MELISSA BLOCK, HOST:
Performance artist and sculptor Chris Burden died last week of cancer. He was 69. Today, his final completed work opens to the public at the Los Angeles County Museum of Art, or LACMA. NPR's Mandalit del Barco reports.
MANDALIT DEL BARCO, BYLINE: Hovering in LACMA's Resnick Pavilion Chris Burden's 40-foot-long airship, a bullet-shaped balloon filled with helium. Its handbuilt motor propels it around the gallery in a 60-foot-wide circle.
MICHAEL GOVAN: Amazing to see this floating, delicate object; the piece is super ethereal.
DEL BARCO: Michael Govan is the museum's director and CEO.
GOVAN: That kind of delicacy - the propeller spinning just enough to push it through the air, and even its slowness makes it that much more an object of meditation. You can really meditate on it as it goes in a circle.
DEL BARCO: Burden's creation is an ode to a lighter than air dirigible designed and built by Alberto Santos Dumont. The Brazilian-born inventor is considered an aviation pioneer. In 1901, two years before the Wright brothers' first flight, Santos Dumont sailed his hydrogen-filled balloon around the Eiffel Tower. Govan says Santos Dumont experimented for years and finally proved it possible to navigate through the air.
GOVAN: The idea that you try and fail and try and fail and have an imagination is very much Chris Burden the artist. I think he saw in Santos Dumont a bit of himself having ideas and an imagination and tenacity and also that kind of joy of achievement.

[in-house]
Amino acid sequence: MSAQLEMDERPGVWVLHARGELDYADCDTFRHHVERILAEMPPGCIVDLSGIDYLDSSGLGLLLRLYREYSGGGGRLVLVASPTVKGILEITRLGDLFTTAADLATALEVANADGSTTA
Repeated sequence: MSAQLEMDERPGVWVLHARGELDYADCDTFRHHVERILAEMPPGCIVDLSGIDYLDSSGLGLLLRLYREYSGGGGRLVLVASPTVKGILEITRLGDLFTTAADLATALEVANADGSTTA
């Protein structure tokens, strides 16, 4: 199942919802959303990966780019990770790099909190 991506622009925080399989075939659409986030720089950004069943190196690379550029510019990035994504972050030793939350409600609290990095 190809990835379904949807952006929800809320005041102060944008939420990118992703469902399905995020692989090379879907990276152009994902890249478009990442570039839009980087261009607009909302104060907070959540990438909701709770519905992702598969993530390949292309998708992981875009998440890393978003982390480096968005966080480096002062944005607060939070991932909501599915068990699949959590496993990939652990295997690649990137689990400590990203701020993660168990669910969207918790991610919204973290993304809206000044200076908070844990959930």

DEL BARCO: This is the same artist who started out using his own body for performance pieces, from walking across broken glass to being shot in the arm. Burden later became a sculptor, creating an installation of antique streetlamps that welcomes visitors to LACMA.
KATY LUCAS: He always had ideas. Some of them so crazy - crazy, wackadoodle ideas - but others, like, OK, that could work.
DEL BARCO: Katy Lucas was Chris Burden's assistant and studio manager. She says he always was collecting objects to use for his art - toy trains, lamps, engine parts.
LUCAS: He had a fantasy of building a zeppelin and sitting on the bottom of it and toodling around in Topanga in his zeppelin, cruising along. There goes Chris in his little zeppelin.
DEL BARCO: John Biggs is the machinist Burden hired to build the blimp, which took many attempts to realize. He recalls what Burden said once when the engine failed.
JOHN BIGGS: I was like, you know what? I'm sorry I wasted everybody's time, and he's like - he's like no, no, no. No, no, John, this is a journey. We're on a path, and I was like, oh, my God, somebody who finally gets it. It's getting there. It could be even more fun than actually being there.
DEL BARCO: Chris Burden's "Ode To Santos Dumont" will be on display at LACMA through June 21. Mandalit del Barco, NPR News. Transcript provided by NPR, Copyright NPR.